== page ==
Devon Energy Corp. is moving forward with plans to form a publicly traded master limited partnership that will own a minority stake in its U.S. midstream business, the company announced Thursday.
Devon's board of directors has signed off on the plan, so the company expects to file a registration statement with the U.S. Securities and Exchange Commission in the third quarter. An initial public offering will follow subject to market conditions.
Devon CEO John Richels raised the possibility of such a move during the company's fourth-quarter earnings call in February.
“If we have assets that we do not believe are being appropriately reflected in our stock price, we're working to determine how that value might be realized or more appropriately reflected in our stock,” Richels told analysts during the call. “However, anything we do must be thoughtful and smart and must enhance long-term value.
“We will not pursue a short-lived bump in the stock price at the expense of sustained value creation.”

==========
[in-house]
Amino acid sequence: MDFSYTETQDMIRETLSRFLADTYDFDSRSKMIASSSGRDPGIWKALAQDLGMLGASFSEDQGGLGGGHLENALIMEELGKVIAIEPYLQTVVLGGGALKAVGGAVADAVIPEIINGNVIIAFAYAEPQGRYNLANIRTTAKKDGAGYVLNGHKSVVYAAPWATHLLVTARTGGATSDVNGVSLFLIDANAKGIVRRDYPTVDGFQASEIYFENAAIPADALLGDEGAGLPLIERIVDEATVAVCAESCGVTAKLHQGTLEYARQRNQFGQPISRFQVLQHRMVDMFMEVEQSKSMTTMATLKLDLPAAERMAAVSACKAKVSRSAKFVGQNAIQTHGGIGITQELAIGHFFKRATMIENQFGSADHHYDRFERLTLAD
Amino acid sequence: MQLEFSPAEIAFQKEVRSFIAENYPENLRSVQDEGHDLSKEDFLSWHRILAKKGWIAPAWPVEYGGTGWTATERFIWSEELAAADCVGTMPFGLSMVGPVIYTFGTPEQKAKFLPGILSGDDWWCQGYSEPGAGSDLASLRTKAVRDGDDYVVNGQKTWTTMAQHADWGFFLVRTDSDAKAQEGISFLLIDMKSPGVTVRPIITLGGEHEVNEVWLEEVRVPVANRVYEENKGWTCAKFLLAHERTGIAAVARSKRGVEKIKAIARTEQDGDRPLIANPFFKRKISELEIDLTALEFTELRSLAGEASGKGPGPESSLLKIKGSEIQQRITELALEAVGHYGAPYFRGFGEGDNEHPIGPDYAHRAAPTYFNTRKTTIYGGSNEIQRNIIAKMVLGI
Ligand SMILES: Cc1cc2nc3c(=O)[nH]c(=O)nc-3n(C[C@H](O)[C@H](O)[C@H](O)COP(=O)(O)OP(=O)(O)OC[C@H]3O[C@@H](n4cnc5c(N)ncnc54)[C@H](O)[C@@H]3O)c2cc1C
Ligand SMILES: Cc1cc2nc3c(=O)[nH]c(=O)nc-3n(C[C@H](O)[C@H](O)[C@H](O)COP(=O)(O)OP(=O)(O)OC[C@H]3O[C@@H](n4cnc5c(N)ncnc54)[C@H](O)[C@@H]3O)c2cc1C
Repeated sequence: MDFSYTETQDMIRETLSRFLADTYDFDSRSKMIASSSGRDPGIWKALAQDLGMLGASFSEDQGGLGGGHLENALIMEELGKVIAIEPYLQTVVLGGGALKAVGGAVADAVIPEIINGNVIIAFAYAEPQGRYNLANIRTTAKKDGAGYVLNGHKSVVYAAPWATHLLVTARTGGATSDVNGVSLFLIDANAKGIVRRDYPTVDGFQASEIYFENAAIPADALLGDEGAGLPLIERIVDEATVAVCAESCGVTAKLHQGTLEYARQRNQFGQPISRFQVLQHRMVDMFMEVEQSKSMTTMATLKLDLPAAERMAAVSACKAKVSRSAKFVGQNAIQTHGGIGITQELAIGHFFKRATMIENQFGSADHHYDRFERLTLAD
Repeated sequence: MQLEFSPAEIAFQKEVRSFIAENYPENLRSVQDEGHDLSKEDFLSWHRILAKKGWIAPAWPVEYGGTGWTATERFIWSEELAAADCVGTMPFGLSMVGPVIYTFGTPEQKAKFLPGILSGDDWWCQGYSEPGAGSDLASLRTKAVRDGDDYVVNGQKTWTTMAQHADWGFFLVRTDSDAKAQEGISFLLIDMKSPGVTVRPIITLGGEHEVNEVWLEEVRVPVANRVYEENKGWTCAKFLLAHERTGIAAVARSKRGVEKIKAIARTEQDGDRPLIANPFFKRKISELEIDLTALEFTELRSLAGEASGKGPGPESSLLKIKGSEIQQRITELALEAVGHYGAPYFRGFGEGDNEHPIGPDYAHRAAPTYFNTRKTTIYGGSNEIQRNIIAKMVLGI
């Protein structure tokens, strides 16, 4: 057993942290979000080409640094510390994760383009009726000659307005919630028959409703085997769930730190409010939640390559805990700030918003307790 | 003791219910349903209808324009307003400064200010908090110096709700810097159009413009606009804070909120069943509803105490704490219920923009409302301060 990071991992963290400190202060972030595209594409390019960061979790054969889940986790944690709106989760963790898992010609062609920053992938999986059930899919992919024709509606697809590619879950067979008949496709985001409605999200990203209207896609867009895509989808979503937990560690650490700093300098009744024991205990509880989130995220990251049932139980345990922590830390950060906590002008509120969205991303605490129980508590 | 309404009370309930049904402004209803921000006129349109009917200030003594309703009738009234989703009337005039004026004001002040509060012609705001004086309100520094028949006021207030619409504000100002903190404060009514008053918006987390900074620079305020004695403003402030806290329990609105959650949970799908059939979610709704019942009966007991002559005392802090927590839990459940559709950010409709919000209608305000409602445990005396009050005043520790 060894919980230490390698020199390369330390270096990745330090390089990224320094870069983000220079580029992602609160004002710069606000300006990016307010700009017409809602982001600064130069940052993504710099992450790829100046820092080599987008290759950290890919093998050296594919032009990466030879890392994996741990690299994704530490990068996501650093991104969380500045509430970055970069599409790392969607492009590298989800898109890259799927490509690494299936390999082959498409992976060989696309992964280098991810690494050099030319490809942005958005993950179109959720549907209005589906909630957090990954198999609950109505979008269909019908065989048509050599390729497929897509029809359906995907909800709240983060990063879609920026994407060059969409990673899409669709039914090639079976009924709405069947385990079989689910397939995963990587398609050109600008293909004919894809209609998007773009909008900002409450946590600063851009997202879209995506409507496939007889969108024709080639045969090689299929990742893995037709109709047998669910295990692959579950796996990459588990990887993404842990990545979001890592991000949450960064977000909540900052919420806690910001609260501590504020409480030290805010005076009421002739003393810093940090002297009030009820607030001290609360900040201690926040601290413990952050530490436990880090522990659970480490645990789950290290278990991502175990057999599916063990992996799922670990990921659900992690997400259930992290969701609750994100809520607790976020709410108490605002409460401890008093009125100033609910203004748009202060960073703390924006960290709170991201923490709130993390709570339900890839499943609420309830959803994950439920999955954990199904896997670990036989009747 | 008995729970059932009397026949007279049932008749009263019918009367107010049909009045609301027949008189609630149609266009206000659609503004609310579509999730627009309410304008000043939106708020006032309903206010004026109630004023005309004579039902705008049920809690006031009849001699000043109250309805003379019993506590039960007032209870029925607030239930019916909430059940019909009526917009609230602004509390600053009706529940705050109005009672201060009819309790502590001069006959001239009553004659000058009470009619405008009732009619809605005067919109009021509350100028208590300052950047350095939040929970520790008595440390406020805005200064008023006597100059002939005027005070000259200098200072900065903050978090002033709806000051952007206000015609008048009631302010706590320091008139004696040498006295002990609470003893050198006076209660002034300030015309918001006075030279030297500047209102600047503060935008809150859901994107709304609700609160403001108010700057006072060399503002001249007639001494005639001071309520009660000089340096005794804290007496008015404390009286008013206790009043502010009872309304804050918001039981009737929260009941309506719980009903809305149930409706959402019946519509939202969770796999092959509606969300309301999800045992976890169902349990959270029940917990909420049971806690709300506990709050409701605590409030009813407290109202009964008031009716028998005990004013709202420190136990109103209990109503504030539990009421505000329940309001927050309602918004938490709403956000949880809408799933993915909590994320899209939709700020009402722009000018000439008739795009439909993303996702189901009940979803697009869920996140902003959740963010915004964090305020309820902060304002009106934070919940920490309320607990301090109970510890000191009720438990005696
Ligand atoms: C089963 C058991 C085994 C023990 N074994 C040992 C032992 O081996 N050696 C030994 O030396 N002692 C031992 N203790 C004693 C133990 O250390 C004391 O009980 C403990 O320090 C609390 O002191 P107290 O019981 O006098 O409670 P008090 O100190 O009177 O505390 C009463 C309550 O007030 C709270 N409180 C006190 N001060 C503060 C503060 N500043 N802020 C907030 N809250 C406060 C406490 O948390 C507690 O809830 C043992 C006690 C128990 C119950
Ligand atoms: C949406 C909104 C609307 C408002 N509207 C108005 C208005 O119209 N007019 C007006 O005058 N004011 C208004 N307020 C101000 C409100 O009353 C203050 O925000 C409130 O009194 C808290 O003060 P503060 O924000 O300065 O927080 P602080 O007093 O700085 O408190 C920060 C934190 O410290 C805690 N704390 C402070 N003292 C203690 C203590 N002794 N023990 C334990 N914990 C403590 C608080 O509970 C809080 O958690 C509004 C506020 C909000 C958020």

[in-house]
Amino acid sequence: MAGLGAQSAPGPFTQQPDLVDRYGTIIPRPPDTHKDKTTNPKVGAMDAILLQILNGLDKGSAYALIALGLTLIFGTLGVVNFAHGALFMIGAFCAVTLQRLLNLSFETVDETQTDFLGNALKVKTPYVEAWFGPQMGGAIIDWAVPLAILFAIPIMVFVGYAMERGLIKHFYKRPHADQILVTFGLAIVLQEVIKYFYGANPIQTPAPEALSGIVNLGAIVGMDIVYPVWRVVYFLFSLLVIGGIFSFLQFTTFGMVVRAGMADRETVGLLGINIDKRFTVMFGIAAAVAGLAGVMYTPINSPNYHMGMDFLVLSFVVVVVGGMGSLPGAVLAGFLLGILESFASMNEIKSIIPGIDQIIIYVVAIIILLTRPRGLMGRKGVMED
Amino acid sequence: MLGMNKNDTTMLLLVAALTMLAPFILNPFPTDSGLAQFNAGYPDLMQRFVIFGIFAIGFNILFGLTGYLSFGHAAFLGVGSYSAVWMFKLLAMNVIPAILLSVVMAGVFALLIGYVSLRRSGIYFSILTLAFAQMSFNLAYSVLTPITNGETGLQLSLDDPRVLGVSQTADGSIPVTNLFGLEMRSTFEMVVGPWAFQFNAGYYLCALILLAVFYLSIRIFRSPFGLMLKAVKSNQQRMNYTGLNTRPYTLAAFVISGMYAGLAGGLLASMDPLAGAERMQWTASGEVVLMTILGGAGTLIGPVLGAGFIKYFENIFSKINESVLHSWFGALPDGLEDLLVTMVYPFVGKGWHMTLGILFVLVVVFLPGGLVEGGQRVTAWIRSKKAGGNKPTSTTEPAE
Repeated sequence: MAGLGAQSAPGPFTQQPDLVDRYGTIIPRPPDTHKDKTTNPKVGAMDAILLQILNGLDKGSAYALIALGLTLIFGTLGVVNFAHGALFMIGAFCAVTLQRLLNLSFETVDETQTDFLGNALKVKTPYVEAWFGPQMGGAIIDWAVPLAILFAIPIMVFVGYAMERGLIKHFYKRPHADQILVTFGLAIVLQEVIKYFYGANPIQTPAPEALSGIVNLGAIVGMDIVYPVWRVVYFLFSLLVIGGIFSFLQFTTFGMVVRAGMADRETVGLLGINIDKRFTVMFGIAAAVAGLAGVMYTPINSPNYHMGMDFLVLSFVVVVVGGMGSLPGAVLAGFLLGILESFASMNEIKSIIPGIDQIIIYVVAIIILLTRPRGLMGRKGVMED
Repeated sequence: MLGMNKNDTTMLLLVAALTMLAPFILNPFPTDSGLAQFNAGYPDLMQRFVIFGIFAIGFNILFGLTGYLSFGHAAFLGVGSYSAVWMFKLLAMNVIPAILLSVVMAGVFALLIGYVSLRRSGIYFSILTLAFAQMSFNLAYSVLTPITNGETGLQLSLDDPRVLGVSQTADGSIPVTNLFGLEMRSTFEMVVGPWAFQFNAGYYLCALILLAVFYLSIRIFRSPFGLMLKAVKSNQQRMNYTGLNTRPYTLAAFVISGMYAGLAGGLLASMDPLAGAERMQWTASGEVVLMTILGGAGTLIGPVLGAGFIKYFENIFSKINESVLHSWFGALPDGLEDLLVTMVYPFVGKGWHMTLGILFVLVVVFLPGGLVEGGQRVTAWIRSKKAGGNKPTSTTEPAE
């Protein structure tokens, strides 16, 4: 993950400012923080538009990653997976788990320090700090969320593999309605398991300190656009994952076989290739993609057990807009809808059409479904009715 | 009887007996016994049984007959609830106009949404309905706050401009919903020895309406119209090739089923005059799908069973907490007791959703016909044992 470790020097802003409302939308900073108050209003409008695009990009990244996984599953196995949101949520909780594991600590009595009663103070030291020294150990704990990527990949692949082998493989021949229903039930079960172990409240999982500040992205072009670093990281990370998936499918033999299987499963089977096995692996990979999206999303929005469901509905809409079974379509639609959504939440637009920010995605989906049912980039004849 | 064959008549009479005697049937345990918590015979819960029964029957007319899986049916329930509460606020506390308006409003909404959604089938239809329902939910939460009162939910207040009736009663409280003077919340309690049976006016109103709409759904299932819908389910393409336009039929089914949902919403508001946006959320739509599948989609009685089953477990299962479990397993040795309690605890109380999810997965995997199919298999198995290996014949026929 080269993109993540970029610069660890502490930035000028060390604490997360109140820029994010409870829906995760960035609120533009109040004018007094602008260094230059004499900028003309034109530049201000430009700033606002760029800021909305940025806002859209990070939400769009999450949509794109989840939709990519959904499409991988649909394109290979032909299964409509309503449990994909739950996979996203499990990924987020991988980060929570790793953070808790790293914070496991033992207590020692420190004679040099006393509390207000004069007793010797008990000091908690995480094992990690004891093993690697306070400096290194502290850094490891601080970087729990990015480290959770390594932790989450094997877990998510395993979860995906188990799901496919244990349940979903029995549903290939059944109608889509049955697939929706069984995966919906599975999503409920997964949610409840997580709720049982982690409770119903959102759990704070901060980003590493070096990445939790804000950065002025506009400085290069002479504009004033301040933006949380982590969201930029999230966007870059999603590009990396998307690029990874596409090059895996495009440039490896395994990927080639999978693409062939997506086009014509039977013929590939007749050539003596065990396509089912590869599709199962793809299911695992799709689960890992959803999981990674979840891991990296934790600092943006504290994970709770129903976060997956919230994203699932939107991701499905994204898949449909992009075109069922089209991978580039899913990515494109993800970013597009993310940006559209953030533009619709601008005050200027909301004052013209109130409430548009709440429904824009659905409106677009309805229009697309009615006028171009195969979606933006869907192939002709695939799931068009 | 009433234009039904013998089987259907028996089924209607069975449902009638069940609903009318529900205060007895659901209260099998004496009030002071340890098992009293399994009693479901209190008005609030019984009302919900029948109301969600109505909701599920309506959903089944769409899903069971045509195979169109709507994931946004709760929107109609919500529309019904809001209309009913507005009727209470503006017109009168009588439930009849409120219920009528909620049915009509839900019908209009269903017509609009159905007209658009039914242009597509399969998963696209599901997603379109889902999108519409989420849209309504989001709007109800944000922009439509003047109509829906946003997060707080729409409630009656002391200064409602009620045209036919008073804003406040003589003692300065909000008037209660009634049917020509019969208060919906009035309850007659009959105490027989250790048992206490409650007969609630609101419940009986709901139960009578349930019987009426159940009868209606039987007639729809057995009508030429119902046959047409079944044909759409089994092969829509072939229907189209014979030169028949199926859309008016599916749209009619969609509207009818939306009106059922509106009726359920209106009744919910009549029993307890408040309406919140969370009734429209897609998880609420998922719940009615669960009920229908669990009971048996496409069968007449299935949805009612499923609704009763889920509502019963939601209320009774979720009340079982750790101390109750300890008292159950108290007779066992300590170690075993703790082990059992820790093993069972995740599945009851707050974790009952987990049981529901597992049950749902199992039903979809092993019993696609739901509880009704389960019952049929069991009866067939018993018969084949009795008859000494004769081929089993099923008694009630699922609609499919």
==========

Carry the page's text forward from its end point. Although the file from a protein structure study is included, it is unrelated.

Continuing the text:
Thursday's announcement did not do much for Devon's stock price, which dropped 81 cents to $55.83 a share.
Devon said Thursday it will own the majority of common units in the new midstream partnership. The company expects to use proceeds from the offering to fund its continuing operations.
Others had success
Devon's domestic midstream operations are the largest among U.S. independent producers, with more than 6,500 miles of pipelines, 300 compressor units and eight gas processing plants with net inlet capacity of nearly 1.2 billion cubic feet per day, according to the company's website.
The master limited partnership setup has been successful for other state energy companies, including Williams and Chesapeake Energy Corp.
Edmond investment adviser Greg Womack said such arrangements bring together the best parts of partnerships and corporations, with tax advantages that can benefit investors.
Master limited partnerships don't pay corporate income tax, so there is more cash available to pay those who hold partnership units, he said.
“The yields are much higher for unit holders of MLPs,” Womack said.
Devon also stands to cash in on spinning off its midstream assets, he said, as proceeds could be dedicated to funding additional drilling opportunities with high rates of return, like west Texas' Permian Basin.
“Subsequent sale of more pipelines and processing plants to a partnership could be used to accelerate options in key fields, and even be used for stock buybacks, creating potentially even more value for shareholders,” Womack said.